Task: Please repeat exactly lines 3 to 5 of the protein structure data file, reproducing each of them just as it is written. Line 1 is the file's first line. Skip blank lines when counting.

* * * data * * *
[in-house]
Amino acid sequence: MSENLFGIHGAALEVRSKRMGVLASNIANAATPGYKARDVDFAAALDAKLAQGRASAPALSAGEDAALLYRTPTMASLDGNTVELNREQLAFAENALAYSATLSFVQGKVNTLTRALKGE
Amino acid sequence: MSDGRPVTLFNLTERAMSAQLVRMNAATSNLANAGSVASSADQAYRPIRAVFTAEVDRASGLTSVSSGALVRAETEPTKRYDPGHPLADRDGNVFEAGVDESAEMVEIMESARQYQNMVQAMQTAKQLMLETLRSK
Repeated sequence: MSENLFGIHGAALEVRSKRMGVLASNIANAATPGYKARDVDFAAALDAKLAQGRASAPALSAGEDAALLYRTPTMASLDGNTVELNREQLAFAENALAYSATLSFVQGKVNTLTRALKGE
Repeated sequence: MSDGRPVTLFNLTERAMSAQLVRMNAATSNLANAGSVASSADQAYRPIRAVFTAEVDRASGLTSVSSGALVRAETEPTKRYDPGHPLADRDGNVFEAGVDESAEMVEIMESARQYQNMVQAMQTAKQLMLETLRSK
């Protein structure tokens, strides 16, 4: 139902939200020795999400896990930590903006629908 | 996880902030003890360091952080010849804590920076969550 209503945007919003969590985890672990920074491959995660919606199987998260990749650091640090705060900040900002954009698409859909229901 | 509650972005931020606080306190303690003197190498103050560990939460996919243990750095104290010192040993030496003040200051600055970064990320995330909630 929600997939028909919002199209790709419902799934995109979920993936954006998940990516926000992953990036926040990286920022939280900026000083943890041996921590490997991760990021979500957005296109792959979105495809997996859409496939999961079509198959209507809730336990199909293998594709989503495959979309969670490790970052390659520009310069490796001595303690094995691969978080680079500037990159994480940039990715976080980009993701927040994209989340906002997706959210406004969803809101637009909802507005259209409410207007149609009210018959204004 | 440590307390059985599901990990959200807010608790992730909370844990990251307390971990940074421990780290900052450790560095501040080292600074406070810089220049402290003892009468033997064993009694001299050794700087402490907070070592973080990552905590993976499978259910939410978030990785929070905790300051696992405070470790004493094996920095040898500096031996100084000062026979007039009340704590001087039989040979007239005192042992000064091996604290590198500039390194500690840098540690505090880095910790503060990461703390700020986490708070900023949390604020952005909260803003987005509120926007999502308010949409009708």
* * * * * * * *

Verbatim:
Amino acid sequence: MSDGRPVTLFNLTERAMSAQLVRMNAATSNLANAGSVASSADQAYRPIRAVFTAEVDRASGLTSVSSGALVRAETEPTKRYDPGHPLADRDGNVFEAGVDESAEMVEIMESARQYQNMVQAMQTAKQLMLETLRSK
Repeated sequence: MSENLFGIHGAALEVRSKRMGVLASNIANAATPGYKARDVDFAAALDAKLAQGRASAPALSAGEDAALLYRTPTMASLDGNTVELNREQLAFAENALAYSATLSFVQGKVNTLTRALKGE
Repeated sequence: MSDGRPVTLFNLTERAMSAQLVRMNAATSNLANAGSVASSADQAYRPIRAVFTAEVDRASGLTSVSSGALVRAETEPTKRYDPGHPLADRDGNVFEAGVDESAEMVEIMESARQYQNMVQAMQTAKQLMLETLRSK